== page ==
This is because a widespread water shortage in Pakistan would further destabilize the fractious country, hurting its efforts to root out its resident international terrorists. The struggle for water could also become a tipping point for renewed war with India. The jihadists know how important the issue is: in April 2009, Taliban forces launched an offensive that got within 35 miles of the giant Tarbela Dam, the linchpin of Pakistan’s hydroelectric and irrigation system.
The Pakistanis may never come to love us. But as the current spectacle of Islamic jihadists bringing emergency aid to flooded areas warns us, we can’t afford to ignore Pakistan’s looming freshwater crisis.
David Rothkopf writing in Foreign Policy(FP) argues that Obama should use his visit in November as an opportunity to get India and Pakistan to talk water and resolve other vexed issues based on a “Nudge” model by America. Nothing wrong with the argument theoretically. Will it also apply to Kashmir, Gilgit Baltistan and terror? In this complex and most dangerous conflict of interests between the two neighbours, reason has seldom had a chance. Some in the West strategic circles argue that the US government is still not doing as much as it should in terms of contributing at a systemic level to helping the Pakistanis and Indians turn this nightmare (floods) into a strategically significant trust-building event. An Indian view is here.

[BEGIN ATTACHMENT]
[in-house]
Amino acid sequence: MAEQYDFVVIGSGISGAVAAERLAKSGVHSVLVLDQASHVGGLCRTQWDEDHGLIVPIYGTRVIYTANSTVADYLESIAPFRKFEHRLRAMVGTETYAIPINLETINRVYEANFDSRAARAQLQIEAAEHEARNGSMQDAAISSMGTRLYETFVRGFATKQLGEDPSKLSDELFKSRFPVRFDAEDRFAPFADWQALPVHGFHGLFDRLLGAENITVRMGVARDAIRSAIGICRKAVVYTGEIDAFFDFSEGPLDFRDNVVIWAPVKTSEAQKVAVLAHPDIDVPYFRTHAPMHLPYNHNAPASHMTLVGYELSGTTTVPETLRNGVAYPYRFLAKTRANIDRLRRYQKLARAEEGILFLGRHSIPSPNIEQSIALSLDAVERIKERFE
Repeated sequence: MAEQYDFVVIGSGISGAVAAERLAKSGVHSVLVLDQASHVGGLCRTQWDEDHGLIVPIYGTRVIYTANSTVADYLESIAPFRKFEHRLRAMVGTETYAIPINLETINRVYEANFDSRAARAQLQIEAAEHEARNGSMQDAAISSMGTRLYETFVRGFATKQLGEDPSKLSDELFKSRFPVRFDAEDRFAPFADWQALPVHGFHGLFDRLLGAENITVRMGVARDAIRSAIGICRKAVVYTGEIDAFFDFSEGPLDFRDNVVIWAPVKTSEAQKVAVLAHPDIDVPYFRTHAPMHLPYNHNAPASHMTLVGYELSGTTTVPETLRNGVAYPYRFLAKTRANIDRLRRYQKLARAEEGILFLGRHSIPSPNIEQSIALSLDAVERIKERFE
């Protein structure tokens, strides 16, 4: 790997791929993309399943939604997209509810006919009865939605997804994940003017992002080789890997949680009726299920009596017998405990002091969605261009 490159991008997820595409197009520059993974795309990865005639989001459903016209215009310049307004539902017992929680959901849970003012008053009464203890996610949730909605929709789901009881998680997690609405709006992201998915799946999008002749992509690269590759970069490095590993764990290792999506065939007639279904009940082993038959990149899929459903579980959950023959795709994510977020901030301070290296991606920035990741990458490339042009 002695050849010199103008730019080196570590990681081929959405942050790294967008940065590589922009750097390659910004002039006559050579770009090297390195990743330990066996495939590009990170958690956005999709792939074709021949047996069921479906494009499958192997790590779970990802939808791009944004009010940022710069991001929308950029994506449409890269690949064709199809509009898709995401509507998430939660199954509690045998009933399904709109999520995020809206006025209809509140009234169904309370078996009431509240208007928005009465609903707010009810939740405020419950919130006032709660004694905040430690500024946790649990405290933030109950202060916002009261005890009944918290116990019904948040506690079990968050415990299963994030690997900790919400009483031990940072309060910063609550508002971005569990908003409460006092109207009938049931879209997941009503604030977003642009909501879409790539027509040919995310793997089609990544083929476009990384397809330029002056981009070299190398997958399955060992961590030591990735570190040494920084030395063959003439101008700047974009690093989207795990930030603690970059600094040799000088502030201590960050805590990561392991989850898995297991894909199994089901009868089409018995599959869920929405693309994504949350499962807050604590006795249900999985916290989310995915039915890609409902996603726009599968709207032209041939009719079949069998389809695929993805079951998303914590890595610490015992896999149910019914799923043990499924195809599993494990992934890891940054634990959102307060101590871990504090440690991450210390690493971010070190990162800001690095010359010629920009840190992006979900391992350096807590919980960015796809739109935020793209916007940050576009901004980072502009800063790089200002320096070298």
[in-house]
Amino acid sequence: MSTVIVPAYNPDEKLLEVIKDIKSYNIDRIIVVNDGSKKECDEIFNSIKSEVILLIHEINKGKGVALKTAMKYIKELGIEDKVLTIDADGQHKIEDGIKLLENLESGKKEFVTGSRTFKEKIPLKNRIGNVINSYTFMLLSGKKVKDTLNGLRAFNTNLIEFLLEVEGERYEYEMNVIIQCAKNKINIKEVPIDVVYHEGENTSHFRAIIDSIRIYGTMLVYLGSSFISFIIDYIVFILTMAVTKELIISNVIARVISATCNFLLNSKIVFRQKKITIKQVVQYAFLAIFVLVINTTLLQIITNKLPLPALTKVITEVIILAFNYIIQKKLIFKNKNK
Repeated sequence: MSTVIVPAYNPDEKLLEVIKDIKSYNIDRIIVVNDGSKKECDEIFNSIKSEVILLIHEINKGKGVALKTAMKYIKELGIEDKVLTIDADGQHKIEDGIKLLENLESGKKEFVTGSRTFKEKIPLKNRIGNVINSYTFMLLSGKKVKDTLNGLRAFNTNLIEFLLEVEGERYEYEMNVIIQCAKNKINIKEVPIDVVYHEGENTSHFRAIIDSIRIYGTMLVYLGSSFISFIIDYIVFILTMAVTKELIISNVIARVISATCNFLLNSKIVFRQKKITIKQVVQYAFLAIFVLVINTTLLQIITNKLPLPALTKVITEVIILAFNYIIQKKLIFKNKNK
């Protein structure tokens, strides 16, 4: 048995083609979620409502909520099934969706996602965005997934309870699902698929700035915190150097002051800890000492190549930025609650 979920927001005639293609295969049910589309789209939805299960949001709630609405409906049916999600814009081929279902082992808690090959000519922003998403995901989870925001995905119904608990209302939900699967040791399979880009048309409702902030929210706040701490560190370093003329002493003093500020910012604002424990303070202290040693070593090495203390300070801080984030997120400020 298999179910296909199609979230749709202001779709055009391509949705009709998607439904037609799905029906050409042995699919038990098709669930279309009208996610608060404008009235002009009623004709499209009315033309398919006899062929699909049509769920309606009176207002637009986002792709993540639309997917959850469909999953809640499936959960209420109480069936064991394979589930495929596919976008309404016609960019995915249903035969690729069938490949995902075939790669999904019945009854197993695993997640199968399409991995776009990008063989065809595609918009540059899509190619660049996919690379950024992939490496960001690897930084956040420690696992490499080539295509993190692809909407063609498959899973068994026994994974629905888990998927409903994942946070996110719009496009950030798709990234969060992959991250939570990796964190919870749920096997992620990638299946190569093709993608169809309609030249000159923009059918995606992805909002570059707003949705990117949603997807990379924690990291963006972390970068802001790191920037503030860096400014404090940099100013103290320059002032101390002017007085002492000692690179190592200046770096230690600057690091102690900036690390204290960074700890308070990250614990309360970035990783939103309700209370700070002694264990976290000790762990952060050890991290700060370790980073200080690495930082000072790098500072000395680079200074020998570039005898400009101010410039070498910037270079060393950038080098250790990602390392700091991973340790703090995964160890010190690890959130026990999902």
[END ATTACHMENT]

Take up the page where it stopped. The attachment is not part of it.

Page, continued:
The American media overdrive focusing on water is a clear effort to get India and Pakistan to talk – somehow, in the best American interests. Water is just one such excuse through which the self appointed interlocutors may spur even track two negotiations by highlighting the acute shortage of fresh water in Pakistan.